It's true that sometimes They know things that we don't. I didn't know that Chinese officials talking to American officials feel free to brief against North Korea - and I was a bit relieved to discover that they do. It reassures me that the Chinese are rational.
But a lot of the time They don't know any more than we do - and sometimes less. This is true both for diplomats and spies. They both move in rarified circles and it would call into question their salaries and their status if they conceded that, actually, you can generally find out more by reading the newspapers and Googling. Or by reading books.
But the moment something becomes Secret, it acquires an authority which makes it worth leaking. It then becomes headline news.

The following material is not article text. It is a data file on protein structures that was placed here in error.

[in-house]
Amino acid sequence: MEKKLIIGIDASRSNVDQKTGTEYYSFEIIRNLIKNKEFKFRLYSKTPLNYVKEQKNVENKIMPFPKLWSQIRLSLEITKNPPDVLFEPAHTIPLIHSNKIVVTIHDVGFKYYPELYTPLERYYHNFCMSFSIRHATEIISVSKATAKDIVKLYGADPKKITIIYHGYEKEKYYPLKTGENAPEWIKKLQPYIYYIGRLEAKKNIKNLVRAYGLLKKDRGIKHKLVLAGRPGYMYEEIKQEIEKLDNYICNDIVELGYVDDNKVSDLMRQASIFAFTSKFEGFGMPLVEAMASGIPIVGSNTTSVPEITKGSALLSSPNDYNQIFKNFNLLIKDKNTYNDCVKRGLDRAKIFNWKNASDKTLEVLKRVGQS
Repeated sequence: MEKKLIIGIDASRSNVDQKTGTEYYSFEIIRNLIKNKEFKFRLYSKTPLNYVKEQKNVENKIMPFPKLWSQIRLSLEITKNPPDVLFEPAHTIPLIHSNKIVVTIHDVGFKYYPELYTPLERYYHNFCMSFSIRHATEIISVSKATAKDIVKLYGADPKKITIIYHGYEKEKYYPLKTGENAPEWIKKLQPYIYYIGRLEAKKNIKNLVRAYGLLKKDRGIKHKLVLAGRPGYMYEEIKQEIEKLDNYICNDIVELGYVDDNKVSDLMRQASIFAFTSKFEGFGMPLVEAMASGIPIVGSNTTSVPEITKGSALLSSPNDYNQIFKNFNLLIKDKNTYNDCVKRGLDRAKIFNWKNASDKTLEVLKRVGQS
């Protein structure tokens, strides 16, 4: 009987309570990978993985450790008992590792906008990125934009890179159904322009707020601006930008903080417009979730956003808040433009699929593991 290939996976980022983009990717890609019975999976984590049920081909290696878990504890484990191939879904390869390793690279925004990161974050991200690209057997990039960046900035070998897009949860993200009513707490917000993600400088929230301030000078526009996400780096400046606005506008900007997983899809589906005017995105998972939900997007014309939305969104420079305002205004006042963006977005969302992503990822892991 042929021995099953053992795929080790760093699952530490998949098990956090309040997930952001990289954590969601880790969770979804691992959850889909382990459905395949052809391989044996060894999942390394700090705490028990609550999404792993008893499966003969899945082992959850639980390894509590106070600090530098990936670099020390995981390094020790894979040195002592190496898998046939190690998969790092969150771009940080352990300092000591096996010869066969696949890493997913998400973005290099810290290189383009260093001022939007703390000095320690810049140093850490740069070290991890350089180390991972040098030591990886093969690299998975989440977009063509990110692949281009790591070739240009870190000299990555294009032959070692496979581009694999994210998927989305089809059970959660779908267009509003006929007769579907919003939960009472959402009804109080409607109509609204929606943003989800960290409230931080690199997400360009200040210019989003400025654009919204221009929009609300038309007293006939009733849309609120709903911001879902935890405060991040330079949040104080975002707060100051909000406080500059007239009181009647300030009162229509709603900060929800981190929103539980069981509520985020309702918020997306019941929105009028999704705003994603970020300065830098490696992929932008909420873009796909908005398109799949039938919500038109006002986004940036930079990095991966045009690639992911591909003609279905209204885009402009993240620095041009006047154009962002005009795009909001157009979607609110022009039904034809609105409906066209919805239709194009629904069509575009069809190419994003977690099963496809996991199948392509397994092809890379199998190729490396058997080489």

Before the UKs last General Election no one ever claimed that David Cameron and George Osborne were in the rocket science class when it came to understanding the fiscal and monetary measures needed to keep UK plc afloat. Gordon Brown claimed rocket scientist status for himself and the press had awarded the title to Vince Cable. When it came to forming a Coalition cabinet, there was a general feeling that though it had to be Osborne at the Treasury, it ought to have been Vince.
So it's no surprise that Mervyn King, Governor of the Bank of England, should have been unimpressed by Cameron-Osborne. It may be more surprising that he shared his assessment with the American ambassador, but then it is a diplomat's job to get people talking and King was not saying anything terribly controversial.
Once again I feel relieved: just like the Chinese officials, the Governor of the Bank of England seems to have got his head screwed on.
Whenever I am in danger of being overawed by the wisdom of those whose emails are marked Secret, I remind myself of how, at the time of the Kosovo conflict, NATO forces came to bomb a Chinese mission in Belgrade thinking it was a Serbian military or police installation. They hadn't consulted an up to date Guide Book.